API Descriptions

 

Introduction

libpsirp provides an interface towards the in-kernel blackboard functionality. For maximum compatibility, applications should use libpsirp rather than calling syscalls directly. However, the API is still constantly changing as new features are developed.

This page describes the API for C, Python, and Ruby.

Please note that Blackhawk is a research prototype, so the documentation on this page is not complete and not always up to date. Reading the libpsirp.h file, for example, is therefore also highly recommended! Questions can be asked on the psirp-code mailing list.

Quick API overview

Publication objects
  • Placeholders for pointers to data and metadata
  • E.g.: psirp_pub_t and Publication
Blackboard operations
  • Create, publish, and subscribe publication objects
    • create(), publish(), subscribe()
Accessors
  • Getting data and attributes of publication objects
  • E.g.: identifiers, length, etc.
Events
  • Enable dynamically updated publications
    • kqueue, kevent()
Auxiliary functions
  • Conversions, debugging, etc.

C API

Data types and defintions

Psirp identifiers

Currently all psirp identifiers are defined to be 32 bytes long (256 bits).

#define PSIRP_ID_LEN  32
#define PSIRP_FID_LEN PSIRP_ID_LEN

struct psirp_id {
  unsigned char id[PSIRP_ID_LEN];
};
typedef struct psirp_id psirp_id_t, psirp_fid_t;

Psirp publications

From user space point-of-view, all publications are represented by a data blob (binary large object). The application receive only a pointer to this blob and will have to use libpsirp’s accessor functions to retrieve and/or alter information in the data blob.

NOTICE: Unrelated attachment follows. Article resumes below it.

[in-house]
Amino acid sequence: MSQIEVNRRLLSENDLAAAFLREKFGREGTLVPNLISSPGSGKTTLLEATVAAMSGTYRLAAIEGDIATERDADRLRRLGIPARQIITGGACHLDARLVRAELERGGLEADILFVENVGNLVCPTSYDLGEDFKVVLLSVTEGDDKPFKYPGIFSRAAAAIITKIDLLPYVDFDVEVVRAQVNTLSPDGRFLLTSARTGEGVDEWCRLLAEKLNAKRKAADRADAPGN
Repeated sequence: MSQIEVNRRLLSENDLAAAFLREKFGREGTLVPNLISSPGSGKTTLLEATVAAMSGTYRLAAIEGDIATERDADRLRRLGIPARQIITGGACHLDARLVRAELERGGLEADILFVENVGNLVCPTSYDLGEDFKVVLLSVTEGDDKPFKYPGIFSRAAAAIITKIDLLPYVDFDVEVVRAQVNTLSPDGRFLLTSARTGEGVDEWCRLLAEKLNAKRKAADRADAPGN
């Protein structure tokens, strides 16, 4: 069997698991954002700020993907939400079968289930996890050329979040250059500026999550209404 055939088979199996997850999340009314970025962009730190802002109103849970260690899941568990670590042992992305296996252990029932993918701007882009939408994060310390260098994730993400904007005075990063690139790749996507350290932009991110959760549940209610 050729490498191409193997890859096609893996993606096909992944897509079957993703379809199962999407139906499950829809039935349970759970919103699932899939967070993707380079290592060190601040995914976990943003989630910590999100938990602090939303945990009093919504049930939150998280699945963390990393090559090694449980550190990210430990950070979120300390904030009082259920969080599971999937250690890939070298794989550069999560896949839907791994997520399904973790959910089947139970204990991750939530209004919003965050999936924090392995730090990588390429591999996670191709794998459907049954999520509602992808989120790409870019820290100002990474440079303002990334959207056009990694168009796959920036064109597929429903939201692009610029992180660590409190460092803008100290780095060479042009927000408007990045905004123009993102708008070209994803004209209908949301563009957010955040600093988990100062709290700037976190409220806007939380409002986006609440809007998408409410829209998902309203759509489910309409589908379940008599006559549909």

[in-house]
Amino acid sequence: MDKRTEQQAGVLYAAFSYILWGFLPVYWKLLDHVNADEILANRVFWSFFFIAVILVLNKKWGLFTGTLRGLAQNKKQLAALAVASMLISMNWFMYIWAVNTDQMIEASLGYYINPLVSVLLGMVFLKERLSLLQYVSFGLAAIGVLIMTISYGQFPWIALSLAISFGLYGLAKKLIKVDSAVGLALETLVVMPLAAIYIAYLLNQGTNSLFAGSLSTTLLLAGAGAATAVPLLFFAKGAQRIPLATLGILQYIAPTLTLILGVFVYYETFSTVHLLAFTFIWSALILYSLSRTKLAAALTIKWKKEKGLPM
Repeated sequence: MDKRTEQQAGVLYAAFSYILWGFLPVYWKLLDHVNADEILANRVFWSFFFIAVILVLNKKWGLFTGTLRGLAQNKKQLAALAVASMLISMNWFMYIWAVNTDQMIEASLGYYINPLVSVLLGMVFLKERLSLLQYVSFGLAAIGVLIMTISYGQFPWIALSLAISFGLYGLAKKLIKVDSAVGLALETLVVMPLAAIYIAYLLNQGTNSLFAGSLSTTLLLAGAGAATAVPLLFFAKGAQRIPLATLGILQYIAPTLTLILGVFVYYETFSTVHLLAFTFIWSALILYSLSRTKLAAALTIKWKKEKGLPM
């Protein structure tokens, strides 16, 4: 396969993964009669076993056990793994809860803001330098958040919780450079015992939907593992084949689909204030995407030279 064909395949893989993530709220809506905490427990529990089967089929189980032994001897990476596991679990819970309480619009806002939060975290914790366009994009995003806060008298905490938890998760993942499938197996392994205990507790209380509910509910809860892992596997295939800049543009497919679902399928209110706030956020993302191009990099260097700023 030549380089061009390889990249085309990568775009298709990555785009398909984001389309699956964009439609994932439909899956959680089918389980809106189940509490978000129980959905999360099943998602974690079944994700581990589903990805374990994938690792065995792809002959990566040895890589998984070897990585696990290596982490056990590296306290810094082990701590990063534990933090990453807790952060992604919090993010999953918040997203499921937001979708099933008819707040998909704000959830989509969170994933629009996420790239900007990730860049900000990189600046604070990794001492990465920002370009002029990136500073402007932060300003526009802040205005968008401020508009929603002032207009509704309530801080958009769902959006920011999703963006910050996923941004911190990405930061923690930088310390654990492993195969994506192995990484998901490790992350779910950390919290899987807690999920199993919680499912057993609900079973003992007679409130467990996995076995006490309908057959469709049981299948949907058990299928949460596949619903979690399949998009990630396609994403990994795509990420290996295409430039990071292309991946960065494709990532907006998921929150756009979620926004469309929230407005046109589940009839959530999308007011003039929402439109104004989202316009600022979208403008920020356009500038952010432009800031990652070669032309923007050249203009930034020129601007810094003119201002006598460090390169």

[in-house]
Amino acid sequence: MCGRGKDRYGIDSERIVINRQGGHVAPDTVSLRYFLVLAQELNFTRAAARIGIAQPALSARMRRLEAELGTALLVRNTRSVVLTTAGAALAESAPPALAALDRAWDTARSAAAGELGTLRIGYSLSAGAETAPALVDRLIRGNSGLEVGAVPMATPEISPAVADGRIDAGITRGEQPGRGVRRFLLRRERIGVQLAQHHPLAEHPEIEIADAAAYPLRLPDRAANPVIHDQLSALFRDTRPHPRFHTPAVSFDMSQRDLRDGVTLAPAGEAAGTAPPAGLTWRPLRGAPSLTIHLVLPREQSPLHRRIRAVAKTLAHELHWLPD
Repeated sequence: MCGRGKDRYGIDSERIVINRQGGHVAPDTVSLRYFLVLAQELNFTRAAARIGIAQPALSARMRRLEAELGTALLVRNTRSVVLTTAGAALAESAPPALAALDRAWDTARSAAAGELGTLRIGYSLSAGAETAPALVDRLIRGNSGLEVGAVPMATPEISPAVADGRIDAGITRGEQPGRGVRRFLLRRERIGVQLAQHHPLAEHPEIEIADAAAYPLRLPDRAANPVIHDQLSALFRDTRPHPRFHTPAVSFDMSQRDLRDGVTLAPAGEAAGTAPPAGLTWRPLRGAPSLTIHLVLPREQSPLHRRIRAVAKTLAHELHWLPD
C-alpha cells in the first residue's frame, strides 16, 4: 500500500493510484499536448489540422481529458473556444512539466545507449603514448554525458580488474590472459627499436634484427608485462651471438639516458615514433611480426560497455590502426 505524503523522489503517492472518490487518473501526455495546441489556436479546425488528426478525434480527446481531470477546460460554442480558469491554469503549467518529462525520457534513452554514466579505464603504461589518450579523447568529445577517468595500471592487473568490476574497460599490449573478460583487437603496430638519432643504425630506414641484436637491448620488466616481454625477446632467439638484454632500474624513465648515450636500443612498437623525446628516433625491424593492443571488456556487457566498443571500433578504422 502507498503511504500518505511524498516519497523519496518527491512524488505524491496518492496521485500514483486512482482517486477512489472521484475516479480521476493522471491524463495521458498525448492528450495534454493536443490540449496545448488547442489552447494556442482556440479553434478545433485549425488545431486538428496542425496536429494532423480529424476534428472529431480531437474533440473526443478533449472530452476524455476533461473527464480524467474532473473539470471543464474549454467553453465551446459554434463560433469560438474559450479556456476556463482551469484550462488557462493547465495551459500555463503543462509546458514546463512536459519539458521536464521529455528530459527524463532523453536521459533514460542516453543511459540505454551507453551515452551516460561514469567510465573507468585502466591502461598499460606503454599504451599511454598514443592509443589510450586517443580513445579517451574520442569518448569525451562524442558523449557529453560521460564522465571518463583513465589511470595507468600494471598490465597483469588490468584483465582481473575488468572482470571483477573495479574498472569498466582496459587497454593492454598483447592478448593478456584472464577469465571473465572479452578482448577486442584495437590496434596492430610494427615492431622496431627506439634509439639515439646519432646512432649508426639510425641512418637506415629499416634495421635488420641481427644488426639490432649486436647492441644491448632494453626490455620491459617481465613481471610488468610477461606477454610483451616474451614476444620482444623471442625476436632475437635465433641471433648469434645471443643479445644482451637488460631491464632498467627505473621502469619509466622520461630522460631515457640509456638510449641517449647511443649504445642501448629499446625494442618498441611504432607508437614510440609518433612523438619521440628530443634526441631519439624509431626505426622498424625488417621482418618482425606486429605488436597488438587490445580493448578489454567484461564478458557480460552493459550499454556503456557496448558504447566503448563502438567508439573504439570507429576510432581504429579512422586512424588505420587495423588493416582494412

struct psfs_pub; // contents not defined for user space
typedef psfs_pub *psirp_pub_t;

NOTE: psirp_pub_t is a pointer, whereas psirp_id_t is not!

Blacboard functions

Create publication

int psirp_create(int size, psirp_pub_t *pub);

Allocates memory for the calling process and initializes publication structure.

Arg pub: Pointer to psirp_pub_t. If create succeeds, the argument will point to a newly allocated and initialized structure.
Arg size: Size of the data part of the publication to be allocated.

Ret 0: Allocation successful
Ret EINVAL (22):
(…)

Allocated memory must be freed by calling psirp_free() or by using NOTE_UNMAP with kevents. psirp_free() also frees the psirp_pub_t data structure, while NOTE_UNMAP only unmaps the blob from the subscribing process’ memory space.

Publish publication

int psirp_publish(psirp_id_t *sid, psirp_id_t *rid, psirp_pub_t pub);

Stores (= publishes) the publication to the local blackboard. If an old publication with the same RId and SId exists, the new publication will be a assumed to be a new version of the original publication. Processes listening to new publications (in correct scope) will receive notifications (NOTE_PUBLISH).

Arg sid: Scope Identifier
Arg rid: Rendezvous / P:L identifier
Arg pub: Publication structure allocated by psirp_create()

Ret EINVAL (22): …
Ret 0: Publishing succeeded.

Subscribe publication

Non-blocking:

int psirp_subscribe(psirp_id_t *sid, psirp_id_t *rid, psirp_pub_t *pub);

Blocking: